28 February 2023
IABC is excited to announce its Spotlight Session with Helio Fred Garcia, President of Logos Consulting Group, taking place 5 June at World Conference 2023! This is just a taste of what communication professionals can look forward to in Toronto, Canada, 4-7 June 2023.
The Dangers of Disinformation: How Professional Communicators can Preserve and Promote Civic Order
Disinformation and misinformation kill — both people and society. Disinformation is intentionally communicating dishonestly in order to deceive or manipulate the public in support of a political end. Misinformation is members of the public picking up on the disinformation and unknowingly passing it along without necessary awareness that it is false. Both are implicated in hyper-politicization and violent extremism, in the United States, Latin America, Europe, and around the world.
IABC's Code of Ethics notes that professional communicators have the potential to influence society and affect lives. And with that power comes responsibility. The first two principles of the Code are:
- I am honest. My actions bring respect for and trust in the communication profession.
- I communicate accurate information and promptly correct any errors.
In May, the head of the U.S. Food and Drug Administration warned that misinformation has become the leading cause of death in the United States. In 2020 misinformation about COVID-19 led to the U.S. to experience the worst handled pandemic response in the developed world and caused hundreds of thousands of preventable deaths. Starting in mid-2021 misinformation about the COVID-19 vaccine and vaccinations continued the wave of preventable fatalities.
The risks of misinformation go well beyond public health. The January 6 Committee hearings show how in the U.S. disinformation and misinformation inspired thousands of people to attack the Capitol on the day that the 2020 presidential election was to be certified. Some of those domestic terrorists sought out and threatened to assassinate the Vice President, the Speaker of the House, and other members of Congress. But misinformation doesn’t just put human life at risk. Misinformation risks killing democracy itself.
This Spotlight address focuses on the challenges professional communicators face in an environment of increasing mistrust and political turmoil. And it focuses on strategies professional communicators can deploy to avoid becoming misinformation mercenaries and to help their clients and employers more likely communicate honestly and in ways that build trust, rather than erode trust.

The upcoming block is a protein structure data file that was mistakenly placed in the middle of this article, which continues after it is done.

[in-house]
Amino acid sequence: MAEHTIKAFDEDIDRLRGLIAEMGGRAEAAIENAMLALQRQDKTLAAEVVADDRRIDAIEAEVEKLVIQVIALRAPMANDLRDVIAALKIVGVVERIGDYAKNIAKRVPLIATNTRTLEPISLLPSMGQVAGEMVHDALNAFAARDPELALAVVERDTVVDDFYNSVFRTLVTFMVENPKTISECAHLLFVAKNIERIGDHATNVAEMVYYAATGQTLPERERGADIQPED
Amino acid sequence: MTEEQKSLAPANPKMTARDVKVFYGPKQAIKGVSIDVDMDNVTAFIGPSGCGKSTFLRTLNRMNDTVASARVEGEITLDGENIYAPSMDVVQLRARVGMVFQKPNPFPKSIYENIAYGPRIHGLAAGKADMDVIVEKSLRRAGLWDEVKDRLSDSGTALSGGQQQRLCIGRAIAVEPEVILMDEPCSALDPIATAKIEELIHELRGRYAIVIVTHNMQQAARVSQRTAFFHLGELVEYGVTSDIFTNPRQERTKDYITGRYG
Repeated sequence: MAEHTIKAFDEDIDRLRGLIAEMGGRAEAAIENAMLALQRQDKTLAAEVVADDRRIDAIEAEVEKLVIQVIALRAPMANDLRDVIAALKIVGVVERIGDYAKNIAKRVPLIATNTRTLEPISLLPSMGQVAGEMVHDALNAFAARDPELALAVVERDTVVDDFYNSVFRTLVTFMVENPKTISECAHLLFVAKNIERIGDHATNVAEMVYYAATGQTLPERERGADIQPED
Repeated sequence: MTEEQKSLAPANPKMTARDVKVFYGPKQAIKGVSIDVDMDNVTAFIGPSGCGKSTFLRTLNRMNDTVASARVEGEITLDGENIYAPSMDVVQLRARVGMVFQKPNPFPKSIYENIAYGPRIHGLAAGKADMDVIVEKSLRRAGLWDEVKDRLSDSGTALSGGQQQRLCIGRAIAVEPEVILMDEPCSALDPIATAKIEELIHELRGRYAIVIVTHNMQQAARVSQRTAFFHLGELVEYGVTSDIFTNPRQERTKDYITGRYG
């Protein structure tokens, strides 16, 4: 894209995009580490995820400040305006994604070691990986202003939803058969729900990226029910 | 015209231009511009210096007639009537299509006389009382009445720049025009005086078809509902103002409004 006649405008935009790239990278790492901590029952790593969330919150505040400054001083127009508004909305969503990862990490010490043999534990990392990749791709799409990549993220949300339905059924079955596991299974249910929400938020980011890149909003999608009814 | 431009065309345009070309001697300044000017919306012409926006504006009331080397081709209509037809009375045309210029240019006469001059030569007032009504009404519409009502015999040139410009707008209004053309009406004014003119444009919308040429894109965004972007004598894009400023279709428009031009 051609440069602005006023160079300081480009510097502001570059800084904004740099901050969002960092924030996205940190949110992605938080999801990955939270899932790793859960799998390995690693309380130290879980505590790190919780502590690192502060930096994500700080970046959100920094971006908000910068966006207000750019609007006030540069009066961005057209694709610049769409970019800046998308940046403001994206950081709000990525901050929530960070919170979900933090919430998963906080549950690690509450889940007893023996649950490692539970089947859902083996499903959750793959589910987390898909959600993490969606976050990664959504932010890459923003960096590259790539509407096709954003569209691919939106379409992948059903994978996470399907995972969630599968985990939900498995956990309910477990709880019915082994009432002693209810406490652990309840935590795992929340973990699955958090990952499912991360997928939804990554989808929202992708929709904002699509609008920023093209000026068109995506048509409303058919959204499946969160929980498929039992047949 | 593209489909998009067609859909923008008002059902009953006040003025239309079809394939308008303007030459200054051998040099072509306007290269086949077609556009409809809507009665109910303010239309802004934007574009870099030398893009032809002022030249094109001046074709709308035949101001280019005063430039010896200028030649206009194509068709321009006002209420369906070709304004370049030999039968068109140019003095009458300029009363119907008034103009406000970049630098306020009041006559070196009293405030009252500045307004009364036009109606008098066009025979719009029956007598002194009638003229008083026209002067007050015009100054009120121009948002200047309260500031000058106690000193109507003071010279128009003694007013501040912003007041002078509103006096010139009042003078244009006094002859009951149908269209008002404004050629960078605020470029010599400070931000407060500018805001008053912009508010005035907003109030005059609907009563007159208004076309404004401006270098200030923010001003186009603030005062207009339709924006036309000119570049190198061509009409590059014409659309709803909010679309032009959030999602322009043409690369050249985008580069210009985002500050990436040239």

About the Speaker
For more than 40 years Helio Fred Garcia has helped leaders build trust, inspire loyalty, and lead effectively. He is a coach, counselor, teacher, writer, and speaker whose clients include some of the largest and best-known companies and organizations in the world.
He is the author of five books on leadership, crisis, trust, and communication. He has worked in dozens of countries on six continents.
Fred has been on the New York University faculty since 1988 and was named the 2016 Executive MBA Great Professor. He has been on the faculty of Columbia University since 2017. In both universities, he teaches crisis, ethics, communication, and leadership.
He previously served for eight years on the leadership faculty at the Swiss Federal Institute of Technology (ETH) Zurich. He has been a distinguished visiting fellow at Tsinghua University in Beijing. For 23 years he has been a contract lecturer at the Wharton School/University of Pennsylvania and for 11 years has been a contract lecturer at the U.S. Defense Information School. He is an alumnus of the National Security Seminar of the U.S. Army War College.
Fred has received the Public Relations Society of America — New York awards for mentoring and for lifetime achievement.
Check back for additional Spotlight Session announcements in the weeks to come!